Northern Lights in the UK – The Best Photos of Aurora Lights28th Feb 2023
On Sunday night, the Northern Lights were seen as far south as Kent and Cornwall in the UK. You could also observe the sightings in Norfolk, southern Wales, and Northern Ireland.
The Northern Lights, or as it is also called, Aurora Borealis, are frequently visible in Scotland, but it’s a rare show for southern England. Northern lights were also captured on camera over Stonehenge in Wiltshire.
Many talented photographers and lucky ones managed to take incredible images of the Aurora Lights across the UK. The Orbital Today team has gathered some fascinating photos.
What causes the Aurora Light that is seen across the UK?
The solar wind, which the Sun constantly expels in all directions at a speed of between 300 and 500 kilometres per second, is made up of electrically charged particles.
Our planet catches a small portion of the solar wind’s particles as it revolves around the Sun. Electrically charged particles from the Sun interact with oxygen and nitrogen in the upper atmosphere of the Earth when they enter at a very high speed, causing them to radiate green and red light above our poles.
The magnetic field of the Earth redirects around 98% of these particles into deep space. The North and South magnetic poles of the Earth are the destination of a small percentage of particles that leak through the Earth’s magnetic field. That’s when we see Northern Light or Aurora Borealis.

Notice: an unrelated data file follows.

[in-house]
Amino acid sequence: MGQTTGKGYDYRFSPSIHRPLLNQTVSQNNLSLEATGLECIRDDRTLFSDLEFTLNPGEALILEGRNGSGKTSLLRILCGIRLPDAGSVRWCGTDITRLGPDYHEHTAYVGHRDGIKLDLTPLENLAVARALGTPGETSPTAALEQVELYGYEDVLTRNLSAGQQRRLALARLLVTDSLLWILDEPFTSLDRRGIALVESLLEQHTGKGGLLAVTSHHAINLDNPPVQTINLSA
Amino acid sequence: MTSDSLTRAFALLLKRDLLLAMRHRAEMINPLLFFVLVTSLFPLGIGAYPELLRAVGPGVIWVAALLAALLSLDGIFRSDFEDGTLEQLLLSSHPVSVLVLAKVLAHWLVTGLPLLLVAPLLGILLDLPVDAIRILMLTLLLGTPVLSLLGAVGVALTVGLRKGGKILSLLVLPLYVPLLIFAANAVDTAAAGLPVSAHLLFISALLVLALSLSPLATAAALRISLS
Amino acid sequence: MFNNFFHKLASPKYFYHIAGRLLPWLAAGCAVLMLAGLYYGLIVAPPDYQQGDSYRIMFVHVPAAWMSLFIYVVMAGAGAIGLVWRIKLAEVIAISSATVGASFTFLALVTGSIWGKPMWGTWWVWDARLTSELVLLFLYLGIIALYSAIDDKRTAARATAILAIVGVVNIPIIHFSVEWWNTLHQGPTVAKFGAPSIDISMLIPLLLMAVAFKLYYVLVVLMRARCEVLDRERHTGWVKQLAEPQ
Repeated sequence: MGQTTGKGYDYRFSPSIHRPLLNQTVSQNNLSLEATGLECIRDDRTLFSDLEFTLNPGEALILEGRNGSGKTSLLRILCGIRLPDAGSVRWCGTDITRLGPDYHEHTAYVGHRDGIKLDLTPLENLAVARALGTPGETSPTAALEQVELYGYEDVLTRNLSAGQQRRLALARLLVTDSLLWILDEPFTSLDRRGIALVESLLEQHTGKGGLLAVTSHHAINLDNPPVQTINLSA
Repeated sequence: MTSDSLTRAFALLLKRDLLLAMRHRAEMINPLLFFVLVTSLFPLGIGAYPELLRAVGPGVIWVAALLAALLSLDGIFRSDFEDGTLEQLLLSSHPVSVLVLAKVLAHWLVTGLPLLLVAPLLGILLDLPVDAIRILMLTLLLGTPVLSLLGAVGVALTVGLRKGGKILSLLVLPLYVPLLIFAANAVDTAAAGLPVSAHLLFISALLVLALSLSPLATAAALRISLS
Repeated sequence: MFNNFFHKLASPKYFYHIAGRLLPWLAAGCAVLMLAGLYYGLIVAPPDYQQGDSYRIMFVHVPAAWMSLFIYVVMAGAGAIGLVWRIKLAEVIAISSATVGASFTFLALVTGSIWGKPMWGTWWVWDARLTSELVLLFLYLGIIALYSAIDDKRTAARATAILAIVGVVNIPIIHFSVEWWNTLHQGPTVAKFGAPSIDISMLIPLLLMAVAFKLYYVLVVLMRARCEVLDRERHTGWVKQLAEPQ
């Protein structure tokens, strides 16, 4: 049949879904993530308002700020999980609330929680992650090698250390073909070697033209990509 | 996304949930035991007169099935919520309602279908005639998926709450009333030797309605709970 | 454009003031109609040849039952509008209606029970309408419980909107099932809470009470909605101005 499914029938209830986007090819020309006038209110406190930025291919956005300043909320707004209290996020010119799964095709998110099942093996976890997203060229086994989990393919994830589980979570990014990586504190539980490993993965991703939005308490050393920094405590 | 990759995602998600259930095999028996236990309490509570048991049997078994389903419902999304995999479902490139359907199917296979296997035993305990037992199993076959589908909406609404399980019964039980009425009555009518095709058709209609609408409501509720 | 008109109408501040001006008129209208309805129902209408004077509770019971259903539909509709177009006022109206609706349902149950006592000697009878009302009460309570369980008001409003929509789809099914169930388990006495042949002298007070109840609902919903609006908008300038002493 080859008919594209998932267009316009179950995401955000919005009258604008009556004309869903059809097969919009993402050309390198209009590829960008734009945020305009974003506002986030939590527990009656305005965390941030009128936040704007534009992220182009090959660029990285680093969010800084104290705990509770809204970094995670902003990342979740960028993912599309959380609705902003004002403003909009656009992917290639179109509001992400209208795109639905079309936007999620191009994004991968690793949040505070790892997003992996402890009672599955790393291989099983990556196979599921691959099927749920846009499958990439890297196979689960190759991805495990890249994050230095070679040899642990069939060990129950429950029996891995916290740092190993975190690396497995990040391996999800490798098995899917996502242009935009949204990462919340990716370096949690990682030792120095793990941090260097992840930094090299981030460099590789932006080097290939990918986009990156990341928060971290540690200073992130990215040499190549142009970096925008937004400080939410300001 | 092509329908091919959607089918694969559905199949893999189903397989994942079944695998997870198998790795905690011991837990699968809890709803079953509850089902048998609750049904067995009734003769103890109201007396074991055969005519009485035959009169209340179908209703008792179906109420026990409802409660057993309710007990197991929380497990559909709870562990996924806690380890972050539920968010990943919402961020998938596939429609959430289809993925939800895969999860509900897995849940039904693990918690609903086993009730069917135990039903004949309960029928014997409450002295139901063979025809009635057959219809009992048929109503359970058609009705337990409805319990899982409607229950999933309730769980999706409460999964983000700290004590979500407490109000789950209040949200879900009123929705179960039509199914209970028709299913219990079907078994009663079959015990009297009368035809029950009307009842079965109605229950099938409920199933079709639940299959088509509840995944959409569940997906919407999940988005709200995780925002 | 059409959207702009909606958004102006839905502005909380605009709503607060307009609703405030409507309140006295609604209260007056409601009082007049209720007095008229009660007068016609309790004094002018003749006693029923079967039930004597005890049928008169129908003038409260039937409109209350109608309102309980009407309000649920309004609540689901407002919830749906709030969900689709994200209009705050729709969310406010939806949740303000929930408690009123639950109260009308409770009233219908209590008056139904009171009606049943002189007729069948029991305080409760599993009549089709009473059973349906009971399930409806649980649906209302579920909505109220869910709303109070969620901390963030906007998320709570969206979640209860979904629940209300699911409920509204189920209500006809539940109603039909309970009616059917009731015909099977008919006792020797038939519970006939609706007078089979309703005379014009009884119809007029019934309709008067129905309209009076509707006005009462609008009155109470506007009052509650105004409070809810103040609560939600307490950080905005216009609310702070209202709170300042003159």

Charged particles from a powerful solar flare that was aimed at Earth during the past few days entered our atmosphere on Sunday night.
When can you see Northern Lights in the UK?
Various websites and organisations, like the UK’s Met Office, keep an eye on the Sun and provide a forecast for the upcoming day or even week. To make sure you are prepared for any celestial light displays, keep tracking the information published there, or you can use apps like AuroraWatch UK, which also provides half-hourly aurora forecasts.
What is the best way to see the Northern Light in the UK?
Being under or near one of the auroral ovals will increase your chances of witnessing the lights. There are many things to take into account when searching for the Northern Lights, but your chances of seeing them increase as we cruise closer to the Arctic Circle.
The Aurora must be visible in dark, clear skies with as little light pollution as possible, and high-latitude areas near the Arctic, like Svalbard, are typically the greatest places to watch them.
Recently, you could also enjoy a rare phenomenon of Jupiter and Venus conjunction around the globe.